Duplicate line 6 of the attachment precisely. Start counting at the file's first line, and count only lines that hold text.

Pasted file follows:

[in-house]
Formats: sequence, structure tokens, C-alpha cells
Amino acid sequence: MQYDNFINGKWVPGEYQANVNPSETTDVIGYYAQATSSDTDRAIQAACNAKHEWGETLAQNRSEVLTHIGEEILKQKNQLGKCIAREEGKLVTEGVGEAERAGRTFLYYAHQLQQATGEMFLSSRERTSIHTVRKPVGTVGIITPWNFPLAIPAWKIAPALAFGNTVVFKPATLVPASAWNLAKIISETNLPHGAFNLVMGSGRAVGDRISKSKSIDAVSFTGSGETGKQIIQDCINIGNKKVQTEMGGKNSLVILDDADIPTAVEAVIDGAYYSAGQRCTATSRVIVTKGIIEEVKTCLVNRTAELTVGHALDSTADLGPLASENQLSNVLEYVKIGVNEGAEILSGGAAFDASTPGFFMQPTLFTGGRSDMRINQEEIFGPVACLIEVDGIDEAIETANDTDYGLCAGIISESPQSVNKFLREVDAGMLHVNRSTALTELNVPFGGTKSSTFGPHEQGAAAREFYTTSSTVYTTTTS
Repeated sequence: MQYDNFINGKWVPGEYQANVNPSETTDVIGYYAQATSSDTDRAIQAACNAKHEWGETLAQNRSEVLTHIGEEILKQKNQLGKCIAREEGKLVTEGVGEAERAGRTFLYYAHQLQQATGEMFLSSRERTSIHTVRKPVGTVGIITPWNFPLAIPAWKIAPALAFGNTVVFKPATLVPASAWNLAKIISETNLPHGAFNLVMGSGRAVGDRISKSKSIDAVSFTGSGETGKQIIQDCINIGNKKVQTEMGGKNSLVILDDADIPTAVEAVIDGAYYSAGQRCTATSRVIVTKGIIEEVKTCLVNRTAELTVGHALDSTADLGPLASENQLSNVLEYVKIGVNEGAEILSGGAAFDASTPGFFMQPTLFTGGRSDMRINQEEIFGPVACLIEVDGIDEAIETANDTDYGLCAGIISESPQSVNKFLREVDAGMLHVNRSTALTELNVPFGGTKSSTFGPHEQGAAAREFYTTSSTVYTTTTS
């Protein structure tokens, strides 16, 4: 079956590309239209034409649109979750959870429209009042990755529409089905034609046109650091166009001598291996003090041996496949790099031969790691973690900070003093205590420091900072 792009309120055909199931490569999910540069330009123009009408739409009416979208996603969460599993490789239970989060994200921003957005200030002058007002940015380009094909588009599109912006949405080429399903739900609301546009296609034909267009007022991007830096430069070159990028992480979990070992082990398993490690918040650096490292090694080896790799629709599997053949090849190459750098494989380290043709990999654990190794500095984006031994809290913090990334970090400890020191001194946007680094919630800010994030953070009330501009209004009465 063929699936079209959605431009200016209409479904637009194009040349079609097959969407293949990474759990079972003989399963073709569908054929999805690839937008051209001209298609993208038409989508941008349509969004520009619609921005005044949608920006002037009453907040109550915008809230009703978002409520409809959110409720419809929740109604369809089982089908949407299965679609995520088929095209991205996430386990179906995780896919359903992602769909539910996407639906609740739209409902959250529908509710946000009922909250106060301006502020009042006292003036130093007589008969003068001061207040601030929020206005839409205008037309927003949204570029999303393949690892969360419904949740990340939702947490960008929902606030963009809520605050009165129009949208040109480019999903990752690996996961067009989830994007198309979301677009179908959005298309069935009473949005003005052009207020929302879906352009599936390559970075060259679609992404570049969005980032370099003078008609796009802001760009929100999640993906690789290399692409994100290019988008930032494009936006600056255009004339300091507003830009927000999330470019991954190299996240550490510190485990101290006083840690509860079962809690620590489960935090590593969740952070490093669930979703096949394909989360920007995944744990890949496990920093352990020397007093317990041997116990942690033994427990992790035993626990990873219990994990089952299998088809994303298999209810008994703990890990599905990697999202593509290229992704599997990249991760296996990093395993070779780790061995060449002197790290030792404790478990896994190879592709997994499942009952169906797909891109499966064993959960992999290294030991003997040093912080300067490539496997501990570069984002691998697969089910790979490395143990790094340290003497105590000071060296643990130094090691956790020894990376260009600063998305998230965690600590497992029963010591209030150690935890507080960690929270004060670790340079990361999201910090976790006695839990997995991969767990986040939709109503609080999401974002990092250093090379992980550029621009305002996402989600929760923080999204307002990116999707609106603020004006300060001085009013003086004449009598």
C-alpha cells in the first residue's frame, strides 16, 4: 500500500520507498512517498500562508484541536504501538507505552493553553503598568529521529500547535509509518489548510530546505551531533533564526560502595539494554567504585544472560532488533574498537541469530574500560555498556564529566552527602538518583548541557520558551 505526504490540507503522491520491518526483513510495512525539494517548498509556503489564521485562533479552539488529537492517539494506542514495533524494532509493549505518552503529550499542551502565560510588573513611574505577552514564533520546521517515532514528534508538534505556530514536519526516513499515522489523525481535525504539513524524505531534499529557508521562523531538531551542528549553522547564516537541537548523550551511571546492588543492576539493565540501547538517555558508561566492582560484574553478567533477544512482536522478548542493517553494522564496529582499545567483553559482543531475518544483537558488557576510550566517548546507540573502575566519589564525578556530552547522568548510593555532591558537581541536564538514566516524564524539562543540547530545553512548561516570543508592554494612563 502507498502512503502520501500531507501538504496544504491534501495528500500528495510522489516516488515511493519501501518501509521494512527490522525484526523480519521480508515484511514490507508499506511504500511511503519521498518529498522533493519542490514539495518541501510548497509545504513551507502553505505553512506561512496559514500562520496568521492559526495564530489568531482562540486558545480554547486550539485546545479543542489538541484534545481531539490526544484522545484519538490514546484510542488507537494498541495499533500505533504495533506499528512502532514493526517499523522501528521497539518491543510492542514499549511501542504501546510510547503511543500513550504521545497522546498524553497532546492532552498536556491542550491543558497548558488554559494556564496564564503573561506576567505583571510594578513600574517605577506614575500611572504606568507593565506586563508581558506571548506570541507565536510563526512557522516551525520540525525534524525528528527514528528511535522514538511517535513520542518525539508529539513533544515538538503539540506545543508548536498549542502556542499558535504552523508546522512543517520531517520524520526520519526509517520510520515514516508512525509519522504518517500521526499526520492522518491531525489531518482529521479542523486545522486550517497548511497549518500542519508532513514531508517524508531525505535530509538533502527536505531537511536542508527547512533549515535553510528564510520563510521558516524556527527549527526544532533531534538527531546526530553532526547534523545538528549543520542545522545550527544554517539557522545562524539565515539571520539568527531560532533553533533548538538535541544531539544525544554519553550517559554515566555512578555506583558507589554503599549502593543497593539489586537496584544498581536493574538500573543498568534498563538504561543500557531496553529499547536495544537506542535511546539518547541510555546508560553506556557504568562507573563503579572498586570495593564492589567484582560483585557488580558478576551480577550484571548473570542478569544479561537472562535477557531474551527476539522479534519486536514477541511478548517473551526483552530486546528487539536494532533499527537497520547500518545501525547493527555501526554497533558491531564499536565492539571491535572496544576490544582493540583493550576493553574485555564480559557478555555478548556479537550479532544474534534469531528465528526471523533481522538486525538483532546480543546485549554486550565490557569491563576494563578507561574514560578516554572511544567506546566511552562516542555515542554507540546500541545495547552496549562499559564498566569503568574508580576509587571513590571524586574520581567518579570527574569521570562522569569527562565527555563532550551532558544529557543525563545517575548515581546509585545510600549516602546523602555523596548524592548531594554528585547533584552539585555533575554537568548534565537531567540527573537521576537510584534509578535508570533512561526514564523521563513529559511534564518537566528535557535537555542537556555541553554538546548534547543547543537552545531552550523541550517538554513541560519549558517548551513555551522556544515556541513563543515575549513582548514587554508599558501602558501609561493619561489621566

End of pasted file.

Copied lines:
C-alpha cells in the first residue's frame, strides 16, 4: 500500500520507498512517498500562508484541536504501538507505552493553553503598568529521529500547535509509518489548510530546505551531533533564526560502595539494554567504585544472560532488533574498537541469530574500560555498556564529566552527602538518583548541557520558551 505526504490540507503522491520491518526483513510495512525539494517548498509556503489564521485562533479552539488529537492517539494506542514495533524494532509493549505518552503529550499542551502565560510588573513611574505577552514564533520546521517515532514528534508538534505556530514536519526516513499515522489523525481535525504539513524524505531534499529557508521562523531538531551542528549553522547564516537541537548523550551511571546492588543492576539493565540501547538517555558508561566492582560484574553478567533477544512482536522478548542493517553494522564496529582499545567483553559482543531475518544483537558488557576510550566517548546507540573502575566519589564525578556530552547522568548510593555532591558537581541536564538514566516524564524539562543540547530545553512548561516570543508592554494612563 502507498502512503502520501500531507501538504496544504491534501495528500500528495510522489516516488515511493519501501518501509521494512527490522525484526523480519521480508515484511514490507508499506511504500511511503519521498518529498522533493519542490514539495518541501510548497509545504513551507502553505505553512506561512496559514500562520496568521492559526495564530489568531482562540486558545480554547486550539485546545479543542489538541484534545481531539490526544484522545484519538490514546484510542488507537494498541495499533500505533504495533506499528512502532514493526517499523522501528521497539518491543510492542514499549511501542504501546510510547503511543500513550504521545497522546498524553497532546492532552498536556491542550491543558497548558488554559494556564496564564503573561506576567505583571510594578513600574517605577506614575500611572504606568507593565506586563508581558506571548506570541507565536510563526512557522516551525520540525525534524525528528527514528528511535522514538511517535513520542518525539508529539513533544515538538503539540506545543508548536498549542502556542499558535504552523508546522512543517520531517520524520526520519526509517520510520515514516508512525509519522504518517500521526499526520492522518491531525489531518482529521479542523486545522486550517497548511497549518500542519508532513514531508517524508531525505535530509538533502527536505531537511536542508527547512533549515535553510528564510520563510521558516524556527527549527526544532533531534538527531546526530553532526547534523545538528549543520542545522545550527544554517539557522545562524539565515539571520539568527531560532533553533533548538538535541544531539544525544554519553550517559554515566555512578555506583558507589554503599549502593543497593539489586537496584544498581536493574538500573543498568534498563538504561543500557531496553529499547536495544537506542535511546539518547541510555546508560553506556557504568562507573563503579572498586570495593564492589567484582560483585557488580558478576551480577550484571548473570542478569544479561537472562535477557531474551527476539522479534519486536514477541511478548517473551526483552530486546528487539536494532533499527537497520547500518545501525547493527555501526554497533558491531564499536565492539571491535572496544576490544582493540583493550576493553574485555564480559557478555555478548556479537550479532544474534534469531528465528526471523533481522538486525538483532546480543546485549554486550565490557569491563576494563578507561574514560578516554572511544567506546566511552562516542555515542554507540546500541545495547552496549562499559564498566569503568574508580576509587571513590571524586574520581567518579570527574569521570562522569569527562565527555563532550551532558544529557543525563545517575548515581546509585545510600549516602546523602555523596548524592548531594554528585547533584552539585555533575554537568548534565537531567540527573537521576537510584534509578535508570533512561526514564523521563513529559511534564518537566528535557535537555542537556555541553554538546548534547543547543537552545531552550523541550517538554513541560519549558517548551513555551522556544515556541513563543515575549513582548514587554508599558501602558501609561493619561489621566